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In C# and,is any way without iterating by loop a bitarray to check contins any true or false value (Dotnet 2.0) ?

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4 Answers 4

up vote 4 down vote accepted

I doubt there's any way you could do it without a loop under the hood (as a BitArray can be arbitrarily long, unlike BitVector32), but if you just don't want to write it yourself:

var hasAnyTrue = input.Cast<bool>().Contains(true);
var hasAnyFalse = input.Cast<bool>().Contains(false);
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Indexing into the BitArray and checking the individual boolean values is an obvious solution. If you are concerned about performance, you should first and foremost consider creating your own abstraction, but if you prefer using BitArray for most of your operations, then you could do the check using CopyTo to an int[] of the right size (Count >> 5), and then perform zero or non-zero checks on these ints as appropriate.

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I don't know if you can do it using a BitArray, but if you use an int, long etc. and then check to see if it is greater than 0 (for true) or less than the max value of the data type (for false) that would do it.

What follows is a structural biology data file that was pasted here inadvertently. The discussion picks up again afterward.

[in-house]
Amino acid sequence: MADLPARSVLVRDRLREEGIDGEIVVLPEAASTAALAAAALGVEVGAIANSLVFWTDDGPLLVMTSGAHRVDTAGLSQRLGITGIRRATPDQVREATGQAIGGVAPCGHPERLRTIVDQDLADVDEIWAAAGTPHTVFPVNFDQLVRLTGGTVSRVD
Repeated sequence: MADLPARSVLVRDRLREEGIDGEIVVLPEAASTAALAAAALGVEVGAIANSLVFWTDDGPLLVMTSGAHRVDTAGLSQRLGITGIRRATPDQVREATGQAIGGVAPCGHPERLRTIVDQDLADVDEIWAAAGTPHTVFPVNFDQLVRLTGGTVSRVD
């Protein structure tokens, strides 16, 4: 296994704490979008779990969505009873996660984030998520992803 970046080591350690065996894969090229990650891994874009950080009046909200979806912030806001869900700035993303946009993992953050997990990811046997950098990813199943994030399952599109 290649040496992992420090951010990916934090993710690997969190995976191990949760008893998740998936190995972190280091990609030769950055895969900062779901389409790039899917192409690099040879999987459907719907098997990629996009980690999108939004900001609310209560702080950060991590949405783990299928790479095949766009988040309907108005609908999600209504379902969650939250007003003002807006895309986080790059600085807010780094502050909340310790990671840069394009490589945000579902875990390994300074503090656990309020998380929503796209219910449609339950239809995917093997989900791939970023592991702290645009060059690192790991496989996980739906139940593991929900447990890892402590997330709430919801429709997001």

so something like this:

bool IsTrue (int bitArray)
  return bitArray != 0;

bool isFalse (int bitArray)
   return bitArray != int.MinValue;
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Indeed, that was going to be my suggestion too assuming it casts ok. – Ian Jun 9 '09 at 11:20
BitArray is a type. It isn't an int. – Mehrdad Afshari Jun 9 '09 at 11:28
Yeah, but like you said there really isn't a way of checking the values without doing a loop. I was just offering a way of checking an array of bits, not necessarily using the BitArray type. – Kevin Jun 9 '09 at 11:33
Even in that case, it isn't right. int is a signed type. hasFalse should check != int.MinValue and hasTrue should check ` != 0`. – Mehrdad Afshari Jun 9 '09 at 11:37
Good point, I didn't think that through. Thanks for catching it. – Kevin Jun 9 '09 at 12:01

If you are using the BitArray class from System.Collections you can use the following code to determine if anything is true.

C# version

var anyTrue = myArray.Cast<bool>().Any(x => x);

VB.Net Version

Dim anyTrue = myArray.Cast(Of Boolean)().Any(Function(x) x)
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Any advantage in not going with the simpler .Contains(true) instead of Any? Actually, this is the way I had done that initially, but Contains came to mind and I changed it as I couldn't find any specific reason. Ideas? – Mehrdad Afshari Jul 12 '09 at 19:57

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